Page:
An Amazon Best Book of the Month
Winner of both of Brazil's major literary prizes, the Portugal Telecom Award for Literature and the Premio Jabuti for best fiction work
"I read Spilt Milk in a single night, awed and deeply moved. How did he do it? Buarque has breathed the story of a whole country into a single, unforgettable man with a soul as big as Brazil. But he's also written one of the saddest love stories, and one of the truest."Nicole Krauss
"Chico Buarque is at the forefront of a new wave of writing that should make you rethink everything you thought you knew about South American literature. When I finished reading his last novel, Budapest, my face ached from smiling at its ingenuity, its audacity, its freshness, its line-by-line effulgence, its irresistible narrative momentum."Jonathan Franzen
In Spilt Milk [Buarque] confronts the themes that make Brazil squirm, from the stain of slavery to the inferiority complex the country has historically felt when it compares itself to Europe.”The New York Times
Deft and moving. . . . At its heart is the idea that everything, our very lives, is an illusion, in which we cling most desperately to that which matters least. Class, status, breeding fade away, and we are left with what we least expect. . . . Whats most remarkable about the book, though, is not that it somehow manages to internalize more than 100 years of Brazilian history but, rather, the way it also exists almost outside of history, outside of time.”Los Angeles Times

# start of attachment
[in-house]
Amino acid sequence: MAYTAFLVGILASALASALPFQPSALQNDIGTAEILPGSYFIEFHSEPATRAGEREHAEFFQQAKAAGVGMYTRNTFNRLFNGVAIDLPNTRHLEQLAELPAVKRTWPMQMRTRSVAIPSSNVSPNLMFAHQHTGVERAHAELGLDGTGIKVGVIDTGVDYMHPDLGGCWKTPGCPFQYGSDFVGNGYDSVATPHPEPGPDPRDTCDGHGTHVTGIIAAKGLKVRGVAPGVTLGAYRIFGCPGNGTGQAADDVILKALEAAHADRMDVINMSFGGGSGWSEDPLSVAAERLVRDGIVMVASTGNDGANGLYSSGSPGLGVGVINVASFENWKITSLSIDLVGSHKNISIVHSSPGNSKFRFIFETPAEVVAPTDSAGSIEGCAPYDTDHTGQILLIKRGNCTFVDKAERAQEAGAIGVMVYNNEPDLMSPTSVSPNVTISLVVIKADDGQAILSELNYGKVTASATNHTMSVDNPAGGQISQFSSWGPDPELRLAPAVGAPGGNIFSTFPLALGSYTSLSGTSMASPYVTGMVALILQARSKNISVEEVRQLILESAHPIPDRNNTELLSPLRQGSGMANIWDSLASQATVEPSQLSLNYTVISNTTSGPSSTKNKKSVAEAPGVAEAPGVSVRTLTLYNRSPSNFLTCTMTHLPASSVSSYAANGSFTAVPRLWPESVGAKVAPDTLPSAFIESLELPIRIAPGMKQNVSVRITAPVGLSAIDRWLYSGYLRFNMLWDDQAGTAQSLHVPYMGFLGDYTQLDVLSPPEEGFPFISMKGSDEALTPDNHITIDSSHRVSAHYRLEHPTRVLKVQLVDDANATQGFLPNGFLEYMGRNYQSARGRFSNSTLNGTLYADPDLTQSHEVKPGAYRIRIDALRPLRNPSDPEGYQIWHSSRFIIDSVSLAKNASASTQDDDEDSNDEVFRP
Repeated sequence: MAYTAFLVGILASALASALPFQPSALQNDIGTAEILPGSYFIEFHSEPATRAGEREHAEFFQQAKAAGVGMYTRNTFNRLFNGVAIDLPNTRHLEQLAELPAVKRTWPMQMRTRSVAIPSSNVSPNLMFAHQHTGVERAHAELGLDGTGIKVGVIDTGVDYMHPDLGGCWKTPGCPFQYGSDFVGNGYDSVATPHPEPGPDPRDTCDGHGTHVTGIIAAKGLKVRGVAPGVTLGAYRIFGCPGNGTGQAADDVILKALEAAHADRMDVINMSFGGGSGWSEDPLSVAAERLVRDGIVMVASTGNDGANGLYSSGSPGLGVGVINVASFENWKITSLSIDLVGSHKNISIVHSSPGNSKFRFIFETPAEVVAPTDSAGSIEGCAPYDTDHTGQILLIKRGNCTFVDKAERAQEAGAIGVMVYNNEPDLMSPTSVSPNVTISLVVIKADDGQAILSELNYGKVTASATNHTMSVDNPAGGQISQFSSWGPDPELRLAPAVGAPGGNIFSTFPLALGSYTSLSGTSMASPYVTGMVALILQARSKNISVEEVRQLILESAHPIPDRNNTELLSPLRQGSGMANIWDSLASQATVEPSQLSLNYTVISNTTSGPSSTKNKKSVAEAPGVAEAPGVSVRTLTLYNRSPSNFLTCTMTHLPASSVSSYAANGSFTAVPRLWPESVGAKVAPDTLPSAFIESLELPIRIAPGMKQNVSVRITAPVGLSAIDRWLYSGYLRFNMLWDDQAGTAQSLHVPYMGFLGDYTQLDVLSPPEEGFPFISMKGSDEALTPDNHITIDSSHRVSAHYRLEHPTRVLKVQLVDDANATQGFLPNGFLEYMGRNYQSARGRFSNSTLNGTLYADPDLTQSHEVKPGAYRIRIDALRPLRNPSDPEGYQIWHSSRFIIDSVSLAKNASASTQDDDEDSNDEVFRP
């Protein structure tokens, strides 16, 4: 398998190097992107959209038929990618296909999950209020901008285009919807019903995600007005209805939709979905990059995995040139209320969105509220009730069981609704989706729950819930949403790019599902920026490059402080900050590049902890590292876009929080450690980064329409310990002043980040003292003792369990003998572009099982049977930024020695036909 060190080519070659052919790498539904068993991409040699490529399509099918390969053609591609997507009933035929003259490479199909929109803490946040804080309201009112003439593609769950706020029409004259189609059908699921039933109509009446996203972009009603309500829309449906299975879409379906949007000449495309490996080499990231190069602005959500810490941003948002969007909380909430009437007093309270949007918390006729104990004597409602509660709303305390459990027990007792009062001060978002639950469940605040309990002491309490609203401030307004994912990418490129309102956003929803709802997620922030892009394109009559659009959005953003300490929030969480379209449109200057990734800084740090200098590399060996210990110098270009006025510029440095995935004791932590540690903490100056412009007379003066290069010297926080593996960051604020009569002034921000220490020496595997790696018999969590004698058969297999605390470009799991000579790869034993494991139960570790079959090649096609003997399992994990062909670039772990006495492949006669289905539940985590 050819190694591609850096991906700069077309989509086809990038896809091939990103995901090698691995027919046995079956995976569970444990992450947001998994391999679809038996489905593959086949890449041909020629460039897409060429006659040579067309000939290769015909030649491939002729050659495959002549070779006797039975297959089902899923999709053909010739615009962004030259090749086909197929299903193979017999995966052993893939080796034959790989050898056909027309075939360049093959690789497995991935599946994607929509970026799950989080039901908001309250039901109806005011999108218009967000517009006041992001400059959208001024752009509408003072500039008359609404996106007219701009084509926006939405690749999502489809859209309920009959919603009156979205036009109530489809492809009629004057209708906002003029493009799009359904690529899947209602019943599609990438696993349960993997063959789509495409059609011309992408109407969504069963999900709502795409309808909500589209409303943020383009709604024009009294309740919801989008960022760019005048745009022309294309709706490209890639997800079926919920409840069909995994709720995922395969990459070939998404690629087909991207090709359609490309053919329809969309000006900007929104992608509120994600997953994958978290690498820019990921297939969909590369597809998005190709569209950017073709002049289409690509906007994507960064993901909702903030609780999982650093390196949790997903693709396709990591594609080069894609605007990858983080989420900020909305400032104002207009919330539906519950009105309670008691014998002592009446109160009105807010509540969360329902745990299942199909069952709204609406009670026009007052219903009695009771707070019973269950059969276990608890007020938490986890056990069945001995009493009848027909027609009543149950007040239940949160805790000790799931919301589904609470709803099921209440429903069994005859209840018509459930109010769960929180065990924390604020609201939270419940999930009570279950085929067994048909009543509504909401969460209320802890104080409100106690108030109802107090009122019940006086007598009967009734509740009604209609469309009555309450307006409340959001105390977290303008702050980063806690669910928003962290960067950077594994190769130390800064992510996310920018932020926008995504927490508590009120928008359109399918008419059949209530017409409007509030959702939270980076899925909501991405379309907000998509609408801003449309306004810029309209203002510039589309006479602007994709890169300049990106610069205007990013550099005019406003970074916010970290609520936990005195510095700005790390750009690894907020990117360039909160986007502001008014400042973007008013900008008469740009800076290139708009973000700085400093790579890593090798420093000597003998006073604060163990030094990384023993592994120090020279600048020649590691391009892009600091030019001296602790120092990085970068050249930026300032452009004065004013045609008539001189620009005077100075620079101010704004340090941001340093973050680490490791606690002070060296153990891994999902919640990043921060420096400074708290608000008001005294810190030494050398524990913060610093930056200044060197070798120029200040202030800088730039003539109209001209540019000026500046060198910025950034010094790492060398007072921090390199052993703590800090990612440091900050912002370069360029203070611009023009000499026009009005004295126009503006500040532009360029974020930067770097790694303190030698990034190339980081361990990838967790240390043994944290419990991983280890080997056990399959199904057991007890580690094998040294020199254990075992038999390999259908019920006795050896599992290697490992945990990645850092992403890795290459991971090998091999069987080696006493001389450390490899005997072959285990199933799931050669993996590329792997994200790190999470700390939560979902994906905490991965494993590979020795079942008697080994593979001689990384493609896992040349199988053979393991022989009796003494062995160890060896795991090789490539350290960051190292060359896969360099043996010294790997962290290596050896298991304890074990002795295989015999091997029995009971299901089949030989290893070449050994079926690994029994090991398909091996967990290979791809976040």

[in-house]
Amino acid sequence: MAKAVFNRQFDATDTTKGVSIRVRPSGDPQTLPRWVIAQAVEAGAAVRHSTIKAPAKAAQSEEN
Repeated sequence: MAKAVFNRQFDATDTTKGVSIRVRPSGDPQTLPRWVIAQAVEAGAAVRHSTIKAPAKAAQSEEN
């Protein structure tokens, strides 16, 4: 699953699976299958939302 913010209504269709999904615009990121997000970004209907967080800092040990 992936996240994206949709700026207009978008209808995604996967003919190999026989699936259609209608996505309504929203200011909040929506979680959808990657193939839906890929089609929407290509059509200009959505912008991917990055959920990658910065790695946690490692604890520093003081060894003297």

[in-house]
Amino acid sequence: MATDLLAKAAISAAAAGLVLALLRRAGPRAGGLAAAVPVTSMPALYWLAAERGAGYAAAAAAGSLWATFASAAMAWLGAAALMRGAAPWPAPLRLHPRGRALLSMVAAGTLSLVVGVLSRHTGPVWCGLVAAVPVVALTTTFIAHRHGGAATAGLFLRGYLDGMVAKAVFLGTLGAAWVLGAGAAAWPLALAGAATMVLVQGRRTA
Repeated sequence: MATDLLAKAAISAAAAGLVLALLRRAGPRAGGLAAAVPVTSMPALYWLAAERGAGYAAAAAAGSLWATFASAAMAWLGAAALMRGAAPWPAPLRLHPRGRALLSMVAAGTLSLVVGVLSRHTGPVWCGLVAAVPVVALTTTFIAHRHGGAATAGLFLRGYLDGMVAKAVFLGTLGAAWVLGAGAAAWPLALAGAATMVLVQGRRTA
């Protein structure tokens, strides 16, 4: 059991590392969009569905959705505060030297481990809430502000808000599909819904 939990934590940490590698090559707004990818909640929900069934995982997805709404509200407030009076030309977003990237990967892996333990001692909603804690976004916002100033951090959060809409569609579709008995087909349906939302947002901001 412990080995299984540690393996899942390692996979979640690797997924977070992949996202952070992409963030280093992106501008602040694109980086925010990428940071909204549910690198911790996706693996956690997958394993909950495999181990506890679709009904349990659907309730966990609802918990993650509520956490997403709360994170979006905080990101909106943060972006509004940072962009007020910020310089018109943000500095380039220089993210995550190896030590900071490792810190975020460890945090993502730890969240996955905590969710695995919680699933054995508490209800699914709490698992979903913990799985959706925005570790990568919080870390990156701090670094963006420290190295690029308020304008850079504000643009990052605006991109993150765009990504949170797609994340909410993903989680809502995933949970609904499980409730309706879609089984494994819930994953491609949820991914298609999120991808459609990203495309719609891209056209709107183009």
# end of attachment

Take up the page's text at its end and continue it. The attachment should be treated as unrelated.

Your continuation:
"Buarque, a pillar of the Latin American New Song movement, gives us a fractured, refractive vision from a character seemingly in the foothills of dementia. . . . We find we are in the hands of a master storyteller. It becomes clear why this novel won major literary prizes when first published in Brazil."Cleveland Plain Dealer
Buarque is an elder statesman of bossa nova, and a legend for his subversive opposition to Brazils brutal military dictatorship. . . we can think of Spilt Milk as a prose equivalent of a Barnett Newman paintingthe irritating outbursts and hallucinations about his crazy daughter end up being the strips that measures, divides, and shapes the sweep of colorful narratives that pours out of Eulálio. . . . Eulálio ends up being an idol, a wraith who, at 150, is not quite dead and not quite living.”The Daily Beast